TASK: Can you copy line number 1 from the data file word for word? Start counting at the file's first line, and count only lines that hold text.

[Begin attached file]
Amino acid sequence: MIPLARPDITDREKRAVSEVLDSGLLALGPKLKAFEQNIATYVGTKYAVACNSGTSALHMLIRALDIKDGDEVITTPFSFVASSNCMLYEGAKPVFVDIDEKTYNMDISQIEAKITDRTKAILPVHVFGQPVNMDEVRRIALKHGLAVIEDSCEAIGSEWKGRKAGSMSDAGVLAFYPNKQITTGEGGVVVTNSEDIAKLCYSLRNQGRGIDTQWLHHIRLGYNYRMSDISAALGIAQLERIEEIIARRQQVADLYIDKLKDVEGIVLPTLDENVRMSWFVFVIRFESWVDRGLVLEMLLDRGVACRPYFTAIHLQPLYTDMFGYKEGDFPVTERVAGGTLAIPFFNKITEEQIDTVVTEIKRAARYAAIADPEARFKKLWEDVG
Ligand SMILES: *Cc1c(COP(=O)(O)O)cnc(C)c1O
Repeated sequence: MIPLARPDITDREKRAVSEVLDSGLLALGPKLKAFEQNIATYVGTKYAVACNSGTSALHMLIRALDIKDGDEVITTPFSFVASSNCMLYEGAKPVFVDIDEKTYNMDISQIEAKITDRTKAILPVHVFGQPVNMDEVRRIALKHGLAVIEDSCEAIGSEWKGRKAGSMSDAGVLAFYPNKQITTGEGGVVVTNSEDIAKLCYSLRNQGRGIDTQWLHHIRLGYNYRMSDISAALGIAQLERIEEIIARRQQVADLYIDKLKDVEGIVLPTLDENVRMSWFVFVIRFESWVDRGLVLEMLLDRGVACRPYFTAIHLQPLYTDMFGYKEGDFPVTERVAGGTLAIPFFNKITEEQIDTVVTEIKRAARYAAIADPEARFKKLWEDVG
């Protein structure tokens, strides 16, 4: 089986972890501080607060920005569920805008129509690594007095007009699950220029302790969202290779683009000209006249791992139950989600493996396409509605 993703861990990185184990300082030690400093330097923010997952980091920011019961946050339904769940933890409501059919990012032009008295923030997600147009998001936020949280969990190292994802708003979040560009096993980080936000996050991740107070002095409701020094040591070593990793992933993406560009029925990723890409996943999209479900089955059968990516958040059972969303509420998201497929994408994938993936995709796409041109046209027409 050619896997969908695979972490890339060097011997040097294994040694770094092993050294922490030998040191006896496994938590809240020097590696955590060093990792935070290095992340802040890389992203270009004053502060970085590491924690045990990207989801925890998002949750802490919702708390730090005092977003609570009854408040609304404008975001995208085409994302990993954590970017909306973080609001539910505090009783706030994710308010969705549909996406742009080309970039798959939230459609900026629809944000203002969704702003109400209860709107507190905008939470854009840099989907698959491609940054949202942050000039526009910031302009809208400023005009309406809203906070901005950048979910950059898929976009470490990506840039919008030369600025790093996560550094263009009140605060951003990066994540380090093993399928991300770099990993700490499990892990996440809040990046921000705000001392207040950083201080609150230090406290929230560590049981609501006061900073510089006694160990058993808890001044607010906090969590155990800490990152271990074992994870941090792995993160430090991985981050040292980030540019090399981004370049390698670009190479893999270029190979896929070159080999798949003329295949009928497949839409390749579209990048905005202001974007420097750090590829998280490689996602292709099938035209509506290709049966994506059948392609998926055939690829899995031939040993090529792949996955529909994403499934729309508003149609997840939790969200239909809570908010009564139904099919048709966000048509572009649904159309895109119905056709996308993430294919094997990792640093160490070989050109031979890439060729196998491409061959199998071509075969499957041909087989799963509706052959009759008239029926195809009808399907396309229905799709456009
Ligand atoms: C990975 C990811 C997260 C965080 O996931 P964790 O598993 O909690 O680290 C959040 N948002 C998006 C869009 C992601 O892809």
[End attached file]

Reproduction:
Amino acid sequence: MIPLARPDITDREKRAVSEVLDSGLLALGPKLKAFEQNIATYVGTKYAVACNSGTSALHMLIRALDIKDGDEVITTPFSFVASSNCMLYEGAKPVFVDIDEKTYNMDISQIEAKITDRTKAILPVHVFGQPVNMDEVRRIALKHGLAVIEDSCEAIGSEWKGRKAGSMSDAGVLAFYPNKQITTGEGGVVVTNSEDIAKLCYSLRNQGRGIDTQWLHHIRLGYNYRMSDISAALGIAQLERIEEIIARRQQVADLYIDKLKDVEGIVLPTLDENVRMSWFVFVIRFESWVDRGLVLEMLLDRGVACRPYFTAIHLQPLYTDMFGYKEGDFPVTERVAGGTLAIPFFNKITEEQIDTVVTEIKRAARYAAIADPEARFKKLWEDVG